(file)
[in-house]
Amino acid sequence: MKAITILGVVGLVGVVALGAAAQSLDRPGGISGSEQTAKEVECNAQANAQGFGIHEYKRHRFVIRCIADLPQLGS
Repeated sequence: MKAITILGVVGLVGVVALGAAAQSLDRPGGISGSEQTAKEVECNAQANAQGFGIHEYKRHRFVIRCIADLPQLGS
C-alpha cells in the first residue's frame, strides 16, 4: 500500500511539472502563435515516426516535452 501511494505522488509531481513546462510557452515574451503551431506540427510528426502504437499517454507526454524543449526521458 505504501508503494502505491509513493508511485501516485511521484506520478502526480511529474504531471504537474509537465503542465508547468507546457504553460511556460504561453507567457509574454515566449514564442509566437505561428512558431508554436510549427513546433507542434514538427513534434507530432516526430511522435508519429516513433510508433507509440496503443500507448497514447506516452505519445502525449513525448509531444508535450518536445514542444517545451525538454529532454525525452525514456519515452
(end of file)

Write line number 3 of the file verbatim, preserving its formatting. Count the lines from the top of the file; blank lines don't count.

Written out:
Repeated sequence: MKAITILGVVGLVGVVALGAAAQSLDRPGGISGSEQTAKEVECNAQANAQGFGIHEYKRHRFVIRCIADLPQLGS